Revelations And Opacities
92nd Street Y, Buttenwieser Hall
Cenk Ergün: Sonare – Celare (New York premieres)
Derek Bermel: Intonations (World premiere)
Marc Sabat: Euler Spirals, Scenery (New York premiere)
JACK Quartet: Christopher Otto, Ari Streisfeld (Violins), John Pickford Richards (Viola), Kevin McFarland (Cello)
JACK Quartet (© Samuel A. Dog)
Alan Gilbert, describing NY Phil Biennial Opening Night.
And uncompromising is exactly what a Biennial should be. Those who want an 1812 Overture were obviously going to the wrong place. Last night was the opening, with those icons of contemporary music, the JACK Quartet. Their four works played havoc with time, space, music and ideas. Each in totally different ways.
For these premieres (both World and New York) writers like myself without a score couldn’t be quite so uncompromising. We had to give a facsimile of the music and the players.
The latter is easy. The JACK Quartet can do everything. And one takes their astonishing performance almost for granted. But listening to this trio of composers, from Canada, Turkey and the United States, one must do some processing–even some translating–from the ear to the mind.
Composers’ descriptions don’t have to be transparent (they work in music, not words), but sometimes, the verbal opaqueness blurs the pleasure (and I use that word in the widest sense).
Mark Sabat’s Euler Spirals, Scenery was the obvious case. The title (he writes) “refers to Leonhard Euler’s two-dimensional model of triadic harmonic space.” Fine...I guess. From here, though, he plunges deeper into the cave. “A portion of his lattice, comprising 99 distinct pitch-classes organized as a progression of major and minor triads in Just Intonation...”
And that was just the beginning. The rest is, to uneducated peasants like myself was gibberish.
I took the easy way out. The long long long microtonic melodies, with the open strings, and harmonics, had the harmonies of, er, a lugubrious square dance. Not understanding “a written-out tuning sequence testing comma distinctions and partial unisons...”, I was delighted by the JACK Quartet portraying an LSD-hallucinations of four Gargantuans lumbering through a “dark fantastic.”
The other three movements, devoted to Euler, Pythogoras and two composers new to me, were easier to decipher. This was obviously Ars Antiqua, music of the 12th and 13th centuries, arranged freely by Webern and Feldman, a gyroscopic time trip embracing ancient tropes and present-day concepts.
With apologies to Mr. Sabat, this was the only way I could get through it. Though apparently the full house in the 92nd St.Y last night, understood completely since they sat through the 30 minutes with an unsmiling stolidity akin to adoration.
D. Bermel/C. Ergün at 92St.Y (© Samuel A. Dog)
Cenk Ergün’s music was partly arcane, partly delightful. Mainly, though, although a product of the Ottoman Empire, his musical philosophy was decidedly Byzantine. In the program was an inserted painting, looking like a pared-down Míro, which he felt was a commentary on music “which tries to do everything...and nothing.”
The “nothing” was Celare, coming obviously from the Latin Ars est celare artem (it is an art to conceal art). In this, Mr. Ergün was on target. The 17-odd minutes of space and microtones and more space and interval resembled those 1950’s Cage-emulaters who successfully concealed their art through ersatz philosophical rationales embracing Marxist Nihilism and Wittgensteinian algorithms.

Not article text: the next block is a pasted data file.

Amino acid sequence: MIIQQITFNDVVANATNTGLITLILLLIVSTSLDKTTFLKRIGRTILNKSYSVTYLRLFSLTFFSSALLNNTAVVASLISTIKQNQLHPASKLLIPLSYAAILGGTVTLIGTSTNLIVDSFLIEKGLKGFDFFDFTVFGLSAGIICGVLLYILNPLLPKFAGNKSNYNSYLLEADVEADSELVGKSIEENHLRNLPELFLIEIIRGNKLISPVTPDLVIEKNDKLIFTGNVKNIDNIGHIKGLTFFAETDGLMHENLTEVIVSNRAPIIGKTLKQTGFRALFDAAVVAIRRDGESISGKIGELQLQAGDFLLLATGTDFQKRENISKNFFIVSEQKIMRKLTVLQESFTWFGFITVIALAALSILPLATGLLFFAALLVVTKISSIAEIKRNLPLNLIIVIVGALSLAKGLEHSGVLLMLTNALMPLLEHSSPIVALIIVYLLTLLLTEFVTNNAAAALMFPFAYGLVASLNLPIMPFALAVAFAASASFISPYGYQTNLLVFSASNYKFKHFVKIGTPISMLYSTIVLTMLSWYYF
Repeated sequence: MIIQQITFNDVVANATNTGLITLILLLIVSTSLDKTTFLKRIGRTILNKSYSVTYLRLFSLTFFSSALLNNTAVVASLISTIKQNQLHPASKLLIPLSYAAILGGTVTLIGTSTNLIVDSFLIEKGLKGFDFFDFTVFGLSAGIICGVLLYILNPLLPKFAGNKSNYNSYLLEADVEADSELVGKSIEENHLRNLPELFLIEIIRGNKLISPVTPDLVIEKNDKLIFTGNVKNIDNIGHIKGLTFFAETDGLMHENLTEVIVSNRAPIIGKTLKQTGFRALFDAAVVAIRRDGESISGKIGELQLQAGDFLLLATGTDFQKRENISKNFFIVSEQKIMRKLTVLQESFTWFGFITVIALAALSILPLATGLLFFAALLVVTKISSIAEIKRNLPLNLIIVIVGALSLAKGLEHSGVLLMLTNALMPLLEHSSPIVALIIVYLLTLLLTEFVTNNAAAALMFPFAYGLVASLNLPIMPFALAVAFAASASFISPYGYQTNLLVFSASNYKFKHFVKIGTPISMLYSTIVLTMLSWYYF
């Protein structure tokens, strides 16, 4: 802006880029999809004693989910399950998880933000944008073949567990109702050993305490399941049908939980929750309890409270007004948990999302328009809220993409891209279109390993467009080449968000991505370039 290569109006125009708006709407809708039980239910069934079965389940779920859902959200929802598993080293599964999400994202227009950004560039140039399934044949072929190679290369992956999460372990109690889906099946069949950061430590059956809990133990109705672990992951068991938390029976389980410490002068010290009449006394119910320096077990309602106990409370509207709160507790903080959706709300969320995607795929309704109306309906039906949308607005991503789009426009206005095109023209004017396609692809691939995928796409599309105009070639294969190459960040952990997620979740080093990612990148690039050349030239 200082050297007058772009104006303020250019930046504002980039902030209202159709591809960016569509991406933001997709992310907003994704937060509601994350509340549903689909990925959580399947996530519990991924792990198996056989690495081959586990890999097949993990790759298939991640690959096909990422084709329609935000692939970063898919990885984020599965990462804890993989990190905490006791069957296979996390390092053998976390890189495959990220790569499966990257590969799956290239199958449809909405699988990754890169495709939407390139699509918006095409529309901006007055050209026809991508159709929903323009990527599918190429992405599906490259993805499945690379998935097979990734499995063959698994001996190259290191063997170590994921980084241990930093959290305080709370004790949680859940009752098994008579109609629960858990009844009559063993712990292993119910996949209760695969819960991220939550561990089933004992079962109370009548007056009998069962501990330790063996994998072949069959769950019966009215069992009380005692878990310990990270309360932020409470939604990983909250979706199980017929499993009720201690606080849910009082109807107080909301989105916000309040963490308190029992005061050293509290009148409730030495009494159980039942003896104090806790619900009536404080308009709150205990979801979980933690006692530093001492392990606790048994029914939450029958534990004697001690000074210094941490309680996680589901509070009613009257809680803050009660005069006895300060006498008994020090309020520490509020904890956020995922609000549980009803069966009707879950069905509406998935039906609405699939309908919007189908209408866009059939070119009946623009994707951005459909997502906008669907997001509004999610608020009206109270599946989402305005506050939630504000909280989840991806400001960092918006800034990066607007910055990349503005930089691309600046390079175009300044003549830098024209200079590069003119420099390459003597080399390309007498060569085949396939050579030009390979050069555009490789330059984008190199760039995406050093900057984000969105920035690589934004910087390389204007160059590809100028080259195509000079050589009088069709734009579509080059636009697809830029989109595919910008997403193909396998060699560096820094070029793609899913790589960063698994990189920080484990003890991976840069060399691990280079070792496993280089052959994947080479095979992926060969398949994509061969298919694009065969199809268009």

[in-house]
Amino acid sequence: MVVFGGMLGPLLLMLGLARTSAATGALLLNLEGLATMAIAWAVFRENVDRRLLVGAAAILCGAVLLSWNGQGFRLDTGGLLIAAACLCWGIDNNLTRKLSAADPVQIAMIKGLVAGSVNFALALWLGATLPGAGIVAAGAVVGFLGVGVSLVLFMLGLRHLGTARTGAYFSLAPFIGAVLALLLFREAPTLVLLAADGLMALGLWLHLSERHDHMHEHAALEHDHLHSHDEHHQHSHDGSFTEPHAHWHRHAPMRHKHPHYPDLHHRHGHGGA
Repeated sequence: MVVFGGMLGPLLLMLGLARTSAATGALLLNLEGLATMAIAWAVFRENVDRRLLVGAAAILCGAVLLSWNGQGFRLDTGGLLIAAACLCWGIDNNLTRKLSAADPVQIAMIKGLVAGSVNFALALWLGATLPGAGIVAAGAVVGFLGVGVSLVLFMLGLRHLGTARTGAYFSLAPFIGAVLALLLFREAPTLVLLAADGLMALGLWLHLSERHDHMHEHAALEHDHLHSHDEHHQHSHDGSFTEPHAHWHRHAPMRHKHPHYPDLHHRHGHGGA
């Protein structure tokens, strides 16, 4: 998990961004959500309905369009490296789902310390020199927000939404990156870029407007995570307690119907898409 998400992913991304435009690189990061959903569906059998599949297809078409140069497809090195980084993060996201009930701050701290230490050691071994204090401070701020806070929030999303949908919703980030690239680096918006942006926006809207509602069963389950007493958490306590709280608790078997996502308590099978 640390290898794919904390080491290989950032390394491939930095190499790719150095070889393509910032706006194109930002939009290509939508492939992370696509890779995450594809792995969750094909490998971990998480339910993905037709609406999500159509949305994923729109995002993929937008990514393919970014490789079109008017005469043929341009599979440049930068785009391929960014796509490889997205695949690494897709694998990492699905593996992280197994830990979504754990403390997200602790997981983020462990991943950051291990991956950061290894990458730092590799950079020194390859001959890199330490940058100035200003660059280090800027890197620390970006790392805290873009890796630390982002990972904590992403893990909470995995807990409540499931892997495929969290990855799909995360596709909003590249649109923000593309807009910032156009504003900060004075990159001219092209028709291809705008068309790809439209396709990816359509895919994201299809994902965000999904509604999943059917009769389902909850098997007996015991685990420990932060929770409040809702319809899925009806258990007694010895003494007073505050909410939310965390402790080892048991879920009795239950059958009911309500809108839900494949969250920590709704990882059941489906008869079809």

Possibly, I imagined, these were the sounds in a Cheddar-cheese factory with slow intermittent churning of whey and curds.
Mr. Ergün’s second work, Sonare was far more fun. This was the JACK Quartet doing an update of Honegger’s Pacific 231, with all four strings buzzing merrily along with quarter-tone oscillations, all on one note, fingers between bridge and tailpiece, giving a fiercely metallic sound.
The sounds obviously came from a supersonic train, if a mike was held between the train and the rails. The volumes went up and down, the oscillations and fluctuations were endless (actually ten minutes) and the energy made the ears and mind soar.
Derek Bermel’s Intonations was described with words that finally meant something, inspired by Ralph Ellison’s The Invisible Man, one of America’s most important novels. Here, Mr. Bermel, who has written with the most eclectic ensembles, gave us a work with stunning and actually moving music.
The first movement was called Harmonica, but its wheezing in and out could have been accordion as well. The dynamics were as tricky as the sound. But the first notes could well have come from a Beethoven late string quartet–and within seconds, the “Beethoven” had segued into blues.
Not synthetic-blues or blues-quotations but Muddy Waters blues as imagined by Beethoven himself. This was followed by Hymn/Homily, equally bluesy but thick dense harmonies, partly Mississippi swampy and partly a Jerome Kern-style Showboat African-American music by a student of Schoenberg.
The final Hustle was a crazy rondo, the main theme seeming to be a workmen’s chant, which could have come from the Delta or the Volga. (“Pick-a-them cotton bolls, Have-a sip of Vodka...”) followed by equally inventive intervals.
It was a brilliant piece, since it actually moved. The Invisible Man was the metaphysical inspiration. But Ellison had written the most probing essays on jazz. Mr. Bermel understood this, and he also understood that even the most ‘uncompromising” music must be more than impenetrable. Paths may be concealed, but with effort from composer, performer and audience, their disclosures may sometimes contain the seed of revelation.
CODA: The 2016 NY Phil Biennial continues through mid-June and the programs are far too variagated to be listed here. So I urge you to visit http://nyphil.org/biennial